The terminology planetary geology always has bugged me -- I'd rather use planetology, but that's just a redirect. And I'll agree the planetary science folks have chosen to appropriate geo- to non-geo stuff despite logic and my objections :) (the moon landing happened in the middle of my undergrad geology studies). A separate article (with a link and blurb somewhere here) would be best in my view. I'm assuming there's plenty of sourced material to use. And it wouldn't have to be restricted to rocky bodies as I'm sure there exist thermal gradients w/in the gassy ones also. Vsmith (talk) 01:29, 1 May 2012 (UTC)

Weasel Words[edit]

There are several statements in this article that feel like weasel words.

"Because much of the heat is provided by radioactive decay, scientists believe that early in Earth history, before isotopes with short half-lives had been depleted, Earth's heat production would have been much higher"

Is the ", scientists believe that early in Earth history, " part informative?

"Highly viscous or partially molten rock at temperatures between 650 to 1,200 °C (1,200 to 2,200 °F) is postulated to exist everywhere beneath the Earth's surface at depths of 80 to 100 kilometres"

"is postulated" implies that this is mere speculation.

Comments? Mtpaley (talk) 21:50, 4 December 2012 (UTC)

Geothermal v's groundsource.[edit]

Hi, This article states that ... Because heat is flowing through every square meter of land, it can be used for a source of energy for heating, air conditioning (HVAC) and ventilating systems using ground source heat pumps. In areas where modest heat flow is present, geothermal energy can be used for industrial applications that presently rely on fossil fuels.[10]

Which contradicts statements in articles about ground-source heat pump technology where it is observed that the heat energy used by such systems is in fact of solar origin.

Thanks for listening

Jonathan — Preceding unsigned comment added by Jonnyhugs (talkcontribs) 15:26, 6 January 2013 (UTC)

Consistency needed in using temperature units[edit]

In one sentence, a temperature is given in Fahrenheit and Celsius units but not Kelvin. In the very next sentence, a temperature is given in Kelvin and nothing else. This makes it hard to do an eyeball comparison of temperature when they are different units. Plus, it makes the article look sloppy when it switches units. The article should pick one unit and stick with it (talk) 16:06, 4 October 2013 (UTC)

Science errors there are[edit]

Some of the speculative content comes from ref 8 the rest are not publicly accessible "Heat released as abundant heavy metals (iron, nickel, copper) descended to the Earth's core." that article makes several obviously incorrect statements "gravitalional heat" might make an iota of sense if metal density is 8 and rock is 4 but Iron et al do not exist as metal but as minerals of rock density. The statement in that article that "most of the earth's heat is in the mantle" is contradicted by him stating the core's temperature and density (temp X density = heat content). "The mantle is mostly made up of high density minerals with high contents of atoms that have relatively small atomic radii such as magnesium (Mg), titanium (Ti), and calcium (Ca)." Again Magnesium and Iron(II) Silicates (Olivine) is the current beleived to be the primary Mantle forming mineral. Both are larger diameter atomic radii ions. Calcium and Potassium are even larger diameter atomic radii ions. Calcium (+2) and Thorium (+4) are interchangeable in rocks that they occur in e.g. Flouride, Phosphate rock, Granite to name a few. Ditto Uranium.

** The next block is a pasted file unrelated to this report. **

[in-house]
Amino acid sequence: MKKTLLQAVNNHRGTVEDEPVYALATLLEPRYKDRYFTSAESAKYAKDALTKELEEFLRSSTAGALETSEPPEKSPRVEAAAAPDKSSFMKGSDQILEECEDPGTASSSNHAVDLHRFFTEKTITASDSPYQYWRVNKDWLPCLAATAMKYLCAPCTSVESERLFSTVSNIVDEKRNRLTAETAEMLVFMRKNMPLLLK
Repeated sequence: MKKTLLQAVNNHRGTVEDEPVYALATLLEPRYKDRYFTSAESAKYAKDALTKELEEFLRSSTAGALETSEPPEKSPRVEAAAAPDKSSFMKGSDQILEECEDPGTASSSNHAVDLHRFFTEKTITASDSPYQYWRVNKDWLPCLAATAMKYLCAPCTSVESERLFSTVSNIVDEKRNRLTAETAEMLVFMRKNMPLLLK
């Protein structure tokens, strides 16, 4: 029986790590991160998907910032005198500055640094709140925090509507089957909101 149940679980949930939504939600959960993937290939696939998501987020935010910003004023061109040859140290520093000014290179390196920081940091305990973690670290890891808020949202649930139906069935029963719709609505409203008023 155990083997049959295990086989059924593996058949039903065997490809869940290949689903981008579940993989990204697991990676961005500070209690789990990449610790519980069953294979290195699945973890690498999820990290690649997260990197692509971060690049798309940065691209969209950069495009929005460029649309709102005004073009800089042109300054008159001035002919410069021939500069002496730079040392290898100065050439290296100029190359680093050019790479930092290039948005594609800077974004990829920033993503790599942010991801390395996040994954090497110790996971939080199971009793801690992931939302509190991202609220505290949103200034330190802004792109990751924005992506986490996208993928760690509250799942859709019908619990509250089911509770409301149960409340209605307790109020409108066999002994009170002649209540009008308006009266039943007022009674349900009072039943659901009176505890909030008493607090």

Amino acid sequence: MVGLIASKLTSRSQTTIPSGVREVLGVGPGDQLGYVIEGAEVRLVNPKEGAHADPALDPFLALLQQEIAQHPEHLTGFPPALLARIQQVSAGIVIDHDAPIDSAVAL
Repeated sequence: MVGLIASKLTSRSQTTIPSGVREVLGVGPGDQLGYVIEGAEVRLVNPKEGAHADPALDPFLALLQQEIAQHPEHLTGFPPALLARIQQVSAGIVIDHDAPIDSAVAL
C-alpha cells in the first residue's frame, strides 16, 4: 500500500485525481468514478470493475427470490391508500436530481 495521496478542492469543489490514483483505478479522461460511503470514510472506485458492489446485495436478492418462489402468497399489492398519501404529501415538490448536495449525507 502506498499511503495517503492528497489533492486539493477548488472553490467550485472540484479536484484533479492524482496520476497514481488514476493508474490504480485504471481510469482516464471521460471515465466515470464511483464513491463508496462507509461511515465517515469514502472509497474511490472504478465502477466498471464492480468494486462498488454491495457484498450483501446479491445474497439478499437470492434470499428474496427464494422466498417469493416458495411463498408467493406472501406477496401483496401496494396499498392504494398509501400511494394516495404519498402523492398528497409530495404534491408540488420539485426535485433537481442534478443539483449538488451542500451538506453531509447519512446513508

These only a few of the faulty and questionable references (not meeting Wiki guidelines) that permeate this article. See Abundance of the chemical elements(Solar System abundance and Earth's Crust abundance) and Wikipedia metal properties of individual elements.

  • Article fails to note that only the Earth and Jupiter emit more radiation (heat etc.) than they absorb from the Sun. This would improve perspective as other planets do not have this internal heating, migration of metals to the non-existent core, et al. The article implies a certain divine intervention in that it does not mention that Venus, Mercury, and Mars are exceptions to these theories?
  • Article fails to note that distribution of elements in the Earth's crust and the Solar system as a whole is significantly different. The elements lacking in the crust (Nickel, Chromium, Platinum, Thorium, etc. and including Carbon and Sulfur)are Ferrophilic or "Carbide forming" elements (used to alloy with Iron in various steels). The metals that are common on Crust/Lithosphere versus Solar System abundance are Ferrophobic metals (rejected by the core) like Calcium and Magnesium. The assumption of an Iron-Nickel core is partly based on Nickel and Iron depletion in the crust.
  • The above information noted in article on Late Heavy Bombardment in (notes all metals migrate to core, including radioactive ones, but crust enriched in heavy elements by meteorites.)
  • Caveats that composition of Mantle and Core are proposed and not verifiable.
  • And the release of huge quantities of Water Vapor, Carbon Dioxide, and Sulfur Dioxide during vulcanism, c.f. Deccan traps, would tend to lower Earth's internal heat. Current Mantle theories don't account for these gases origin (core-mantle interaction?). Kimberlite article notes origin in upper mantle?

Shjacks45 (talk) 07:25, 11 October 2013 (UTC)